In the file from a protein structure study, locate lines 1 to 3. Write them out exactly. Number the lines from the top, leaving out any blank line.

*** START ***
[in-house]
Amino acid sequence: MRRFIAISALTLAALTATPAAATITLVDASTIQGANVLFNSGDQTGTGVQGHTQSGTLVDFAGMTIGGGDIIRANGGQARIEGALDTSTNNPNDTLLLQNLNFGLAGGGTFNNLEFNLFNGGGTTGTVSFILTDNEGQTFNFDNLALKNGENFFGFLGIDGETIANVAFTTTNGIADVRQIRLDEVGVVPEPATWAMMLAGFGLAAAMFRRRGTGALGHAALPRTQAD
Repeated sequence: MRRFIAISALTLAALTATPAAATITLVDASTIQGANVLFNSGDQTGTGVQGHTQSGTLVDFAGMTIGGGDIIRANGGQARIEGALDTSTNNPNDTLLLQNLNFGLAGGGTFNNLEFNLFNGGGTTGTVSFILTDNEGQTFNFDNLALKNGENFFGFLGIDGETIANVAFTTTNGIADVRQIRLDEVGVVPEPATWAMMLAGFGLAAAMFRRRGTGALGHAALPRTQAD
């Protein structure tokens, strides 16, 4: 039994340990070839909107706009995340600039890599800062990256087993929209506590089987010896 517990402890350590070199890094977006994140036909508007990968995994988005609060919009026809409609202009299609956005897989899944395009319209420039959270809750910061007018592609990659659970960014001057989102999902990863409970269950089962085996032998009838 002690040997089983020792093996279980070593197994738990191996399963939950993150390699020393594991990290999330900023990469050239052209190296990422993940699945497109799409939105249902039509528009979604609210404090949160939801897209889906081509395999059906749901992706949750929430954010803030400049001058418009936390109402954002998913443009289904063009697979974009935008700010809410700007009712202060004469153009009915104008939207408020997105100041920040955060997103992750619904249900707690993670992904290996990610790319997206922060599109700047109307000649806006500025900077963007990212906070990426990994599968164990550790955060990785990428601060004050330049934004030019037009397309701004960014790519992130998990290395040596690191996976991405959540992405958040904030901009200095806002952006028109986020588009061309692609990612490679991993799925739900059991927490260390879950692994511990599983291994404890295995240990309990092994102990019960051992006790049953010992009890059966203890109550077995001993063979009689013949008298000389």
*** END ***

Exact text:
[in-house]
Amino acid sequence: MRRFIAISALTLAALTATPAAATITLVDASTIQGANVLFNSGDQTGTGVQGHTQSGTLVDFAGMTIGGGDIIRANGGQARIEGALDTSTNNPNDTLLLQNLNFGLAGGGTFNNLEFNLFNGGGTTGTVSFILTDNEGQTFNFDNLALKNGENFFGFLGIDGETIANVAFTTTNGIADVRQIRLDEVGVVPEPATWAMMLAGFGLAAAMFRRRGTGALGHAALPRTQAD
Repeated sequence: MRRFIAISALTLAALTATPAAATITLVDASTIQGANVLFNSGDQTGTGVQGHTQSGTLVDFAGMTIGGGDIIRANGGQARIEGALDTSTNNPNDTLLLQNLNFGLAGGGTFNNLEFNLFNGGGTTGTVSFILTDNEGQTFNFDNLALKNGENFFGFLGIDGETIANVAFTTTNGIADVRQIRLDEVGVVPEPATWAMMLAGFGLAAAMFRRRGTGALGHAALPRTQAD